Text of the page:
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American Life in Poetry

Here’s a fine poem about family love and care by Janet Eigner, who lives in Santa Fe, N.M. You can feel that blessing touch the crown of your head, can’t you?

Isaac’s Blessing

When Isaac, a small, freckled boy

approaching seven, visits us for Family Camp,

playing pirate with his rubber sword,

sometimes he slumps in grief,

trudging along, his sacrifice and small violin

in hand, his palm over his chest,

saying, Mother is here

in my heart. Before he leaves for home,

we ask if he’d like a Jewish blessing.

Our grandson’s handsome face ignites;

he chirps a rousing, yes, for a long life.

We unfold the prayer shawl,

its Hebrew letters silvering the spring light,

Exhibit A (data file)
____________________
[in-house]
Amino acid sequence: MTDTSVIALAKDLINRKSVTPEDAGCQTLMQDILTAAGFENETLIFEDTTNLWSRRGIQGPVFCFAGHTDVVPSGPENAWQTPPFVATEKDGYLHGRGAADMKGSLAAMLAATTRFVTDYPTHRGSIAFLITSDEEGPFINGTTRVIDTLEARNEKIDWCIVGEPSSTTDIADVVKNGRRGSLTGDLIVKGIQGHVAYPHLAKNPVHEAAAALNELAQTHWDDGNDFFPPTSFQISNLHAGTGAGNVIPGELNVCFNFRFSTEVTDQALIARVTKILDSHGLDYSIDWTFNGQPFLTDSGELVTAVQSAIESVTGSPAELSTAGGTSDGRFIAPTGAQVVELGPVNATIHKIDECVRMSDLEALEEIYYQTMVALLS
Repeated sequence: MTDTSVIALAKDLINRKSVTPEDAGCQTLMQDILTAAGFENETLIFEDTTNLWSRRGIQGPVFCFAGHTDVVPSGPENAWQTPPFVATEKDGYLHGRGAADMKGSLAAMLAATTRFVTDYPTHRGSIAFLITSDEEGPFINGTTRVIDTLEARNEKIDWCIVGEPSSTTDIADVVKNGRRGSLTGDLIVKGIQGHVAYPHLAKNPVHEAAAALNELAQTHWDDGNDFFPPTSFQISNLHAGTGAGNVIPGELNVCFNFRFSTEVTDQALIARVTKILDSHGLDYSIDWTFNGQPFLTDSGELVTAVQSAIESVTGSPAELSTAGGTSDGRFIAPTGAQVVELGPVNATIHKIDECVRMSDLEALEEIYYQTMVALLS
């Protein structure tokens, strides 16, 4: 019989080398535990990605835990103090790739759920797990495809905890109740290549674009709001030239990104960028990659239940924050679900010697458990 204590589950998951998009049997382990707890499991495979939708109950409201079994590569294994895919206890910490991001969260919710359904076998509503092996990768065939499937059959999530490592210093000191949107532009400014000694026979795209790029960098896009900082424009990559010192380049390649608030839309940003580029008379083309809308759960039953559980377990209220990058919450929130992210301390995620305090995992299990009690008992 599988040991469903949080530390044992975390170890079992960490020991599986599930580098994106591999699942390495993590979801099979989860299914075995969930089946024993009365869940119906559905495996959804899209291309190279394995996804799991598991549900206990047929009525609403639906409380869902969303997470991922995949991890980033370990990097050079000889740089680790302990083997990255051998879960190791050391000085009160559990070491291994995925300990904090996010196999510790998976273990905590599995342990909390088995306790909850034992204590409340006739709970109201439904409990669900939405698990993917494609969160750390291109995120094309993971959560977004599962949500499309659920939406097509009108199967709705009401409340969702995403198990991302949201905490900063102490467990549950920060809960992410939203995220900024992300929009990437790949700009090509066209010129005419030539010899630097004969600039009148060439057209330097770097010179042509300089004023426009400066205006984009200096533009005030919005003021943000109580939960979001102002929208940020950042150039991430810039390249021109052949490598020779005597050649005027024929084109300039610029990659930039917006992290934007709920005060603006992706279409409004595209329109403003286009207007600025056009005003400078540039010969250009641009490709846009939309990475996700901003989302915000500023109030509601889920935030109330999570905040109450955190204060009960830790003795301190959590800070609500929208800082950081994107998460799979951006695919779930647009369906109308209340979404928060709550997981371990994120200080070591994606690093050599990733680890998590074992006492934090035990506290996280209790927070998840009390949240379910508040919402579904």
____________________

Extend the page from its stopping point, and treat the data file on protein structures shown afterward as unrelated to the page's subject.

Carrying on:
hold the white tallis above his head,

recite the blessing in its ancient language

and then the English, adding, for a long life.

Isaac complains, the tallis didn’t

touch his head, so he didn’t feel the blessing.

We lower its silken ceiling

to graze his dark hair,

repeat the prayer.

Poem copyright 2009 by Janet Eigner. Reprinted from Cornstalk Mother, Pudding House Publications, 2009, by permission of Janet Eigner and the publisher. American Life in Poetry is made possible by The Poetry Foundation and the Department of English at the University of Nebraska-Lincoln. We do not accept unsolicited manuscripts.


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